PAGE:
On February 24, 2012, the Texas Supreme Court issued its long-awaited decision in Edwards Aquifer Authority v. Day, one of the most significant water law cases in years. In a unanimous decision, the Court ruled that, under both the common law and the recently enacted Senate Bill 332, a landowner owns the groundwater under his land "in place" as a property right that cannot be taken for public use without adequate compensation guaranteed by the Takings Clause of the Texas Constitution. The decision is likely to have wide-ranging effects for landowners' rights, as well as impacts on the regulation of groundwater by the state's 96 established groundwater conservation districts.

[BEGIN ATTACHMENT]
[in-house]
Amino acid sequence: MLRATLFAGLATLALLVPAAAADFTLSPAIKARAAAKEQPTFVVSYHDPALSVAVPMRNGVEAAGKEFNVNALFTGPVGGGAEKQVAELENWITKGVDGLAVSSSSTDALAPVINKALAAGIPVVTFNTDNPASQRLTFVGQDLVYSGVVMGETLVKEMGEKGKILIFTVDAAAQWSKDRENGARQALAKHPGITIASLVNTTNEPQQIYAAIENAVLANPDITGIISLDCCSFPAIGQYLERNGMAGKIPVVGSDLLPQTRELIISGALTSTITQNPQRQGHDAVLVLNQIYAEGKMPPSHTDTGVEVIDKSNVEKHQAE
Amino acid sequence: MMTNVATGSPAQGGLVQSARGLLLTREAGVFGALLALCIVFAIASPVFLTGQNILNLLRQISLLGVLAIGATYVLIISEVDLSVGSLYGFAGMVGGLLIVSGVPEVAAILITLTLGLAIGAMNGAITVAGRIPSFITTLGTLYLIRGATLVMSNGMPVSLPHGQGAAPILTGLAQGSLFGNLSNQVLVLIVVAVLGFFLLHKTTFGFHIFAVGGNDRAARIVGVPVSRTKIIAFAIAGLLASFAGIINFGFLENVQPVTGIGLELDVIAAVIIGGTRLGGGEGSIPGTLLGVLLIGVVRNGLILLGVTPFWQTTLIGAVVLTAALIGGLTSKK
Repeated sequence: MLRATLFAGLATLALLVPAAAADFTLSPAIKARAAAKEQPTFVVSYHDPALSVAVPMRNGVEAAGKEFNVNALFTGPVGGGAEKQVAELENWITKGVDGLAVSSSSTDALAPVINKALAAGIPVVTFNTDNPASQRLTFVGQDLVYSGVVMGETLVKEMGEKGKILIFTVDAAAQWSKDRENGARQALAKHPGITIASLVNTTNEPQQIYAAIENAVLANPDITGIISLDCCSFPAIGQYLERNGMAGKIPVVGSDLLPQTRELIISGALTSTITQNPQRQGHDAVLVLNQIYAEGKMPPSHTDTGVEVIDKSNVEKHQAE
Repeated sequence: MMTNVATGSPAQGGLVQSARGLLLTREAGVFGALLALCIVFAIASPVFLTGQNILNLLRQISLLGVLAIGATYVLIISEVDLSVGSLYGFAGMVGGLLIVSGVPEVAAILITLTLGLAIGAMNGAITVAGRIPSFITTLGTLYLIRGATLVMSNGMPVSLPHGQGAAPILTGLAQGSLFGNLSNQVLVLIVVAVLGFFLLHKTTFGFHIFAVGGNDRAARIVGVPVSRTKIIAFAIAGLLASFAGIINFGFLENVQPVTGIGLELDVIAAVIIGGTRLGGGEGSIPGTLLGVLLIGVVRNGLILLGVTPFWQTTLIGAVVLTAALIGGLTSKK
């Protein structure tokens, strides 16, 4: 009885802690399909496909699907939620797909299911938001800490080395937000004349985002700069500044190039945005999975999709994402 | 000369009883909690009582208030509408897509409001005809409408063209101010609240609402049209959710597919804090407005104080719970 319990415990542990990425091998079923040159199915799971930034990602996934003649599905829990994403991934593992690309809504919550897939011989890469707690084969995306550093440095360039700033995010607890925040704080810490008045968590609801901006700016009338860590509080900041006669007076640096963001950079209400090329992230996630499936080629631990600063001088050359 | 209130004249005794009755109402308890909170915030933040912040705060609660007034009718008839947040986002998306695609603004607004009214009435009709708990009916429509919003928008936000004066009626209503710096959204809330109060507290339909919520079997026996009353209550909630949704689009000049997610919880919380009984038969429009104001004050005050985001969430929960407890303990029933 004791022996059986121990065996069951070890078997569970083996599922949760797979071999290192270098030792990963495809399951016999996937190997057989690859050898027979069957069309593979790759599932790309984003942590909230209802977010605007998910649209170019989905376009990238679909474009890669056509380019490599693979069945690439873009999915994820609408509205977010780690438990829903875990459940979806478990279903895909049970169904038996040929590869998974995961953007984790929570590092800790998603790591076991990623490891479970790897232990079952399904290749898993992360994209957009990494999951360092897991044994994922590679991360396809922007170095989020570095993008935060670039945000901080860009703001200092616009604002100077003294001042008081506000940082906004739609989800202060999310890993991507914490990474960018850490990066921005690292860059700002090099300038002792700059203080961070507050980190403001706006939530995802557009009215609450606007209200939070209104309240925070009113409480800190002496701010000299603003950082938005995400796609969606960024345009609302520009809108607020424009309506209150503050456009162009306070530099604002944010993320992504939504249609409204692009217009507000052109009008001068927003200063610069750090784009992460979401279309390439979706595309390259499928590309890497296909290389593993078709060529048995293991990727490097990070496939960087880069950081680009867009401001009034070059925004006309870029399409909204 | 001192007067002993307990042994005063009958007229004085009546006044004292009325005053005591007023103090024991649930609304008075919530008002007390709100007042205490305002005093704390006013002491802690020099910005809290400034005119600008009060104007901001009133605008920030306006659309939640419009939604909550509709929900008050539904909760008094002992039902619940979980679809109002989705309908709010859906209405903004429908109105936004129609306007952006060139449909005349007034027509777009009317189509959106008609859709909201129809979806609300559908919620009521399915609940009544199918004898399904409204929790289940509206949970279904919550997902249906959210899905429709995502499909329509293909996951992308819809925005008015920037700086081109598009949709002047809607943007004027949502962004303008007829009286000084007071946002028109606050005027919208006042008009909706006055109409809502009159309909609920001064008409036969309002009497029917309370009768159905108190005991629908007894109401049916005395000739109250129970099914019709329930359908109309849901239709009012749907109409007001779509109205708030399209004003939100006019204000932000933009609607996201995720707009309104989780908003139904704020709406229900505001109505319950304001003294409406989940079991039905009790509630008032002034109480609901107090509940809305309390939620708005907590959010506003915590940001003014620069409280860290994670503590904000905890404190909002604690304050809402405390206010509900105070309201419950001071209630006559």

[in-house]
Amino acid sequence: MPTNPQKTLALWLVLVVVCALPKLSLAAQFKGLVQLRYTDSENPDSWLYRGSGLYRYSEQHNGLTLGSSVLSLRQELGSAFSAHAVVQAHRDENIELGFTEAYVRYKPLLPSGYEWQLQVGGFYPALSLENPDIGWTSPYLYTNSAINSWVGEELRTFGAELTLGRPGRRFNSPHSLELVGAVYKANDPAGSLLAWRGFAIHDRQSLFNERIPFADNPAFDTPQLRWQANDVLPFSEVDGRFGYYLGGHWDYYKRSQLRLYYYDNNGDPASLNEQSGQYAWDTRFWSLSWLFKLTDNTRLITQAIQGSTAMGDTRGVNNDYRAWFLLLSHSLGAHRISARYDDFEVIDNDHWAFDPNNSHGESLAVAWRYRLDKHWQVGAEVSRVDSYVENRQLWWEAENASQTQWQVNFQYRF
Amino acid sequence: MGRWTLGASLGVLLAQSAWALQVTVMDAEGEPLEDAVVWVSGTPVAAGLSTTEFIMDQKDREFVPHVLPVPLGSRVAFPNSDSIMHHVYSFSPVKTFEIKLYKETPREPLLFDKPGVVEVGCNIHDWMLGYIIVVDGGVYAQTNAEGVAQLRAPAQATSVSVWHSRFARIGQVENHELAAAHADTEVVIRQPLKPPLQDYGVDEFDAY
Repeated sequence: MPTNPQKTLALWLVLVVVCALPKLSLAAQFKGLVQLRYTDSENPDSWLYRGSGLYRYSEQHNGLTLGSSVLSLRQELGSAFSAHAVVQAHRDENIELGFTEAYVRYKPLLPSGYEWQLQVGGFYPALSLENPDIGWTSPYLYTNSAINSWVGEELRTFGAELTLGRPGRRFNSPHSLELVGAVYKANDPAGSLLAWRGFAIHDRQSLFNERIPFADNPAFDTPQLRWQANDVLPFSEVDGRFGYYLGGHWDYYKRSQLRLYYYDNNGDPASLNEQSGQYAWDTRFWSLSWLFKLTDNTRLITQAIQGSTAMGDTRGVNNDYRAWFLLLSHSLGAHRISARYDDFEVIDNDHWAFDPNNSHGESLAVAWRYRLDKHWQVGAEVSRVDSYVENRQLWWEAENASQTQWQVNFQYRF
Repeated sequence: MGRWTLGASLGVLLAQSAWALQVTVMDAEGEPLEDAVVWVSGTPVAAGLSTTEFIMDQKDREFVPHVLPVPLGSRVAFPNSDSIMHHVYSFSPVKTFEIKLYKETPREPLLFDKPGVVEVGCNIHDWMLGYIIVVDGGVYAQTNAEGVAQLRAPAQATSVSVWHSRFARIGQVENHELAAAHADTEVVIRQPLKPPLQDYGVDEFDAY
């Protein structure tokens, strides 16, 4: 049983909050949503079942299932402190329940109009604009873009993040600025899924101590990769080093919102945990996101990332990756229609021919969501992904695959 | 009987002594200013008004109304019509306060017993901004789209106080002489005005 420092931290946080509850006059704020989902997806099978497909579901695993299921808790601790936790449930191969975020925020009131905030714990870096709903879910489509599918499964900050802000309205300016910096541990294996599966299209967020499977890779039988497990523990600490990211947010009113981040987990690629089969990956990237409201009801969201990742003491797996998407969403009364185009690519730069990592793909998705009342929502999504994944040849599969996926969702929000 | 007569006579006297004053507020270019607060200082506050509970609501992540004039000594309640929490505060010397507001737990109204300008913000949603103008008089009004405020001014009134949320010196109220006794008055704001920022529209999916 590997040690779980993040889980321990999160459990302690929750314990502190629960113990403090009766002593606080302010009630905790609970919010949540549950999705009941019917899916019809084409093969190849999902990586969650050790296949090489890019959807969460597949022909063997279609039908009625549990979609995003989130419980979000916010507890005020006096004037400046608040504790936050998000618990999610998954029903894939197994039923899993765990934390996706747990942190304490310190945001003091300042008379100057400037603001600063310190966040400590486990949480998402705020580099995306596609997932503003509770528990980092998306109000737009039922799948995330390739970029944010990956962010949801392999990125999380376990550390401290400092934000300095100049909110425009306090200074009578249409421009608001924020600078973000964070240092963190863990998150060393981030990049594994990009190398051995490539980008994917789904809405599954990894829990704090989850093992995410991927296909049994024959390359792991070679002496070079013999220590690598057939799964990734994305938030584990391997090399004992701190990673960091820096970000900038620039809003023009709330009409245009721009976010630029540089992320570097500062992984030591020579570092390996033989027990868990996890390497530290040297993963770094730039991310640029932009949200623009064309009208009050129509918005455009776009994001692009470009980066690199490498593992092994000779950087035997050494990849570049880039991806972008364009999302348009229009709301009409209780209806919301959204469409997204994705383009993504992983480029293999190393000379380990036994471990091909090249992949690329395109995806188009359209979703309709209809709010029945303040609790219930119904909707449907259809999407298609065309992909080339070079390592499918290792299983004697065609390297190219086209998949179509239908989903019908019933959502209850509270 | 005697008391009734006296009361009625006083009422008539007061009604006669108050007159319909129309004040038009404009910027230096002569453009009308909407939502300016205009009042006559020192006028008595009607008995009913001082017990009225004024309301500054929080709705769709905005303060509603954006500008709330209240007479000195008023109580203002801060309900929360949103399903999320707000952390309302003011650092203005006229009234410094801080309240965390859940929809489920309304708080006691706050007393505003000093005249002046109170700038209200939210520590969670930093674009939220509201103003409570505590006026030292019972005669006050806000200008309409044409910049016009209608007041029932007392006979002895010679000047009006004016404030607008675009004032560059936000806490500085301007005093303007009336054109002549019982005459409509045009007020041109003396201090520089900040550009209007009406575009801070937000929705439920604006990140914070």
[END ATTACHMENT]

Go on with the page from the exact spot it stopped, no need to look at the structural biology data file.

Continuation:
The case involved a challenge brought by two farmers, Burrell Day and Joel McDaniel, who applied in 1996 for a permit from the Edwards Aquifer Authority (EAA) to pump 700 acre feet per year of water from 381 acres of land over the Edwards Aquifer for irrigation purposes. The EAA ultimately granted a permit, but for only 14 acre feet of water per year based upon the landowners' documented historic beneficial use of the groundwater. The landowners filed a lawsuit contending that an unconstitutional "taking" of their groundwater rights had occurred. The EAA took the position that a landowner's property interest in groundwater does not vest until after the water is brought to the surface and, thus, the landowners' takings claim must fail because they did not have a constitutionally protected interest in the groundwater in place.
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